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Weapons of Mass Destruction (WMD)

New Libyan Prime Minister Leaves Tripoli after Clashes Between Supporters and Opponents

By Edward Yeranian May 17, 2022

Militia supporters of Libya's two rival prime ministers fired rockets and automatic weapons at each other early Tuesday, forcing parliament-appointed Prime Minister Fathi Bashaga to withdraw from the capital after a failed attempt to take control of government administration buildings.

Rival U.N.-appointed Prime Minister Abdul Hamid Dbeibah's supporters appear to have forced Bashaga to retreat, leaving government ministries under Dbeibah's outgoing administration. Dbeibah warned that he would "strike with an iron fist anyone adversely affecting the security of the people."

After withdrawing from Tripoli, Bashaga said he hoped to return in the coming hours and would present his case to the people.

"He says that he received a very good reception during his three hours in the capital and was able to give his message to those in various positions, and will address the Libyan people on Wednesday."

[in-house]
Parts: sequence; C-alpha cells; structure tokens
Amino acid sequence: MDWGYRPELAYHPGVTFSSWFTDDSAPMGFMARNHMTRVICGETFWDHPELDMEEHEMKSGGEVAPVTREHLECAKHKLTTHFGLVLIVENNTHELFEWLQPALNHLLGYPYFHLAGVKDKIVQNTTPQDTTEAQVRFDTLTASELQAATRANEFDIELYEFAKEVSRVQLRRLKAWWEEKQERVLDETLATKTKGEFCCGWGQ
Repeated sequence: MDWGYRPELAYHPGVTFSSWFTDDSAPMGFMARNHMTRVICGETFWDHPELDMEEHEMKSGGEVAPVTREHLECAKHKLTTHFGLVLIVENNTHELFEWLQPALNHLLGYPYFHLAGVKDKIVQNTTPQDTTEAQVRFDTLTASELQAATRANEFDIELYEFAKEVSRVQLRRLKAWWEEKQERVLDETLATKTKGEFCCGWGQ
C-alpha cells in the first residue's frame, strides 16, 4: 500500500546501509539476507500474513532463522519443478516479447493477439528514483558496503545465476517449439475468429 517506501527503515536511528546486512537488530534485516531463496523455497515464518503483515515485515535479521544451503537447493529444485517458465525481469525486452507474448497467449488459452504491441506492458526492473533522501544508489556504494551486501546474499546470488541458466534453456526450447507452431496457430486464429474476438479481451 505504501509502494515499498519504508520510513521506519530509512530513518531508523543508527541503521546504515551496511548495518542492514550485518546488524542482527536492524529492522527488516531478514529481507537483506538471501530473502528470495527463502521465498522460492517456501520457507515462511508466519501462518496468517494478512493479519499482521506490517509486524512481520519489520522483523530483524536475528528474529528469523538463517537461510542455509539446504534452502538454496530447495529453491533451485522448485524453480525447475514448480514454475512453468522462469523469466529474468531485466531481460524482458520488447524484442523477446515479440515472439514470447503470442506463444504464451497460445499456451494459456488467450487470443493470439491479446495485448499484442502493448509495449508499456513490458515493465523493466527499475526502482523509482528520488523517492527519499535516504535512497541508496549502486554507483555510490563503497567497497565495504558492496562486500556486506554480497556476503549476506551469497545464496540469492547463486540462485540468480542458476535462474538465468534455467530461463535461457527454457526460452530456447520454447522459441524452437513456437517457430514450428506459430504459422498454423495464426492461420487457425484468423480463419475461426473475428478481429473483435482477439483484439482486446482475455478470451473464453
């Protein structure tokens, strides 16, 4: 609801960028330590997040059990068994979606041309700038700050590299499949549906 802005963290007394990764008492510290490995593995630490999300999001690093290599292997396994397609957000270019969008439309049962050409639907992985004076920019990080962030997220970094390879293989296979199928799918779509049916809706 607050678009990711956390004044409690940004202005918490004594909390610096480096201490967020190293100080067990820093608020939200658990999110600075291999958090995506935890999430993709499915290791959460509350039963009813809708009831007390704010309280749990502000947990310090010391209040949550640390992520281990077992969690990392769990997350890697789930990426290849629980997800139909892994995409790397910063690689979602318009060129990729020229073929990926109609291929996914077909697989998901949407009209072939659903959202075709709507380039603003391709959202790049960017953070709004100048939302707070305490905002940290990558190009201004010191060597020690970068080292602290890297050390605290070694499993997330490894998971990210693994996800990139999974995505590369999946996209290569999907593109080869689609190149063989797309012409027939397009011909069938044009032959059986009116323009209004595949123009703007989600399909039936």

Bashaga's interior minister, Issam Abou Zareiba, urged all parties to respect peace in the capital.

He says that his ministry wants all Libyans to know that it is working to protect the lives and belongings of the people, and that it is acting peacefully and within the limits of the law. He urged security forces to cooperate with his government in order to take control of ministries in the capital.

U.N. special envoy to Libya Stephanie Williams told rival forces in a tweet to "maintain peace on the ground and refrain from damaging people's property."

Libyan analyst Ibrahim Belkacem told Saudi-owned al Arabiya TV that he thinks Bashaga "has weakened his political position by trying to take control of the capital, but that Dbeibah does not have a very strong political hand, either."

The Libyan parliament, which appointed Bashaga, suggested last week that he set up his government in the central Libyan port city of Sirte, hometown of former leader Moammar Gadhafi, who was ousted and killed in a 2011 revolution.

Aya Burweila, a Libyan security analyst, tells VOA that she thinks "Dbeibah's clinging to power ... represents a setback to democracy and accountability in Libya, as well as the unity of the Libyan state."

Burweila also defends the proposal for Bashaga to set up his government in Sirte so Libya can "cease being hostage to the militias in Tripoli."

Dbeibah, who was named prime minister by the U.N. in 2020, was due to step down after elections that were to take place in December 2021. He refused, however, to resign after the elections were postponed.

Libyan parliamentary leaders and the country's ruling council of state held talks in Cairo over the weekend to discuss various political issues, including rescheduling elections and what to do about resuming oil production and sharing of oil revenues.



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